Arts and Entertainment

The national appetite for art and art spaces seems insatiable. When Tate Modern was unveiled in 2000, two million annual visits were expected; today more than five million visitors a year pour through its Thames-side doors.

The Secret History Of: The Barcelona chair

Such is the iconic status of the Barcelona chair that it has its own page in the Barcelona Yellow Pages. Not only that but it is one of the oldest modern classics still around. It was designed in 1929 for the Spanish Royal Family by the German designer Ludwig Mies van der Rohe.

Alice Jones: Gallery deserves praise for visitor-calming measures

Some more late-night openings and more informative, free hand-outs would also ease congestion

National Gallery to reduce Da Vinci crowding



The National Gallery is limiting visitor numbers to a forthcoming exhibition to stop it from being "overrun".

Jan Gossaert's Renaissance, National Gallery, London

The man who brought the Renaissance to Flanders was drawn to Eden, yet there is something of Mickey Duck about his work

Jan Gossaert's Renaissance at The National Gallery

Jan Gossaert is hardly a household name. However, the Old Master, known in his early 16th Century heyday as Jan Mabuse, is widely credited with changing the course of Flemish art, taking the tradition of Jan van Eyck and melding it with Italianate techniques.

Dylan Jones: 'The best meal you’ll eat this week will be in a museum'

The best meal you'll eat this week won't be in a bistro, a brasserie or a grill room, it will be in a museum. The Restaurant at the Royal Academy finally opened last month, and it's a hit. It was opened by Oliver Peyton, who also looks after the restaurants in the National Gallery, the Wallace Collection and Kew Gardens, as well as running Inn the Park (in St James's Park) and the Peyton and Byrne bakery.

Google Street View offers art gallery tours

Google's Street View technology is being taken indoors for the first time - into some of the world's most famous art galleries.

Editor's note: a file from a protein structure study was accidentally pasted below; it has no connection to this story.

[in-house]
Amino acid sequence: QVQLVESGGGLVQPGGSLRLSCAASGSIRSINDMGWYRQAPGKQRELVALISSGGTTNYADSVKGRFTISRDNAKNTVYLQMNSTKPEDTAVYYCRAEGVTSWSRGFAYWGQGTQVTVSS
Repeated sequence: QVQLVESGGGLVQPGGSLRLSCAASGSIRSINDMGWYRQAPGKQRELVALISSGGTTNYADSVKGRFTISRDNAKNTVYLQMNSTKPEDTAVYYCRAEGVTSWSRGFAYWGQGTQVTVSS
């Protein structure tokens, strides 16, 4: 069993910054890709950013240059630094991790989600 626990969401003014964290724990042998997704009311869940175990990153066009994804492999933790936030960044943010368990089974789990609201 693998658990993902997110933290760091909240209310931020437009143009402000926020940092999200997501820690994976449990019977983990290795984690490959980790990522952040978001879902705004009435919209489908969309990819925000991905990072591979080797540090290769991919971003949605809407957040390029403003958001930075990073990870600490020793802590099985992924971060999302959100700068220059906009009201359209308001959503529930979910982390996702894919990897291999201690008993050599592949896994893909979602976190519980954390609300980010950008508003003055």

After Gauguin, can galleries cope with crowds?

Tourists flocking from around the world to London's art exhibitions are fuelling a surge in "gallery rage" as the art world's connoisseurs bemoan overcrowding at an elite list of blockbuster shows.

The Young Vermeer, National Gallery of Scotland, Edinburgh

This tiny show of just three paintings, hung in a small, chapel-like rotunda in Edinburgh's National Gallery, is of great importance. Vermeer of Delft painted little. He came to fame late. Unlike Rembrandt and Gerrit Dou, he was not celebrated during his lifetime, and it was not until the middle of the 19th century that his works were rescued from oblivion, and began to be valued and evaluated properly. He produced about 60 works during his lifetime, of which just 36 survive. Given that he had a working life of approximately 20 years, this amounts to about three paintings a year.

This arty stocking-filler will put you in the picture

About Britain

Bridget Riley: Still on top form

Bridget Riley is the queen of modern British art, says Adrian Hamilton, and yet her work is enriched by her traditionalist and joyful regard for the masters

Major museums blocked from using reserves totalling £285m

Tens of millions of pounds held in the reserve accounts of Britain's major museums – much of it donated by private donations and bequests – is frozen by the Treasury, despite the arts being in the midst of the biggest funding crisis in a generation.

My Secret Life: John Simpson, journalist, 66

My parents were ... an unsuited couple, really. My father was very outgoing and witty and demonstrative; my mother was very quiet and gentle. My mother said my father was a monster – which he was, but only in the nicest possible way. When I was six, they split up and I had to choose between them. I bizarrely chose my father, which was absolutely unheard of in the Fifties. I miss him every single day.

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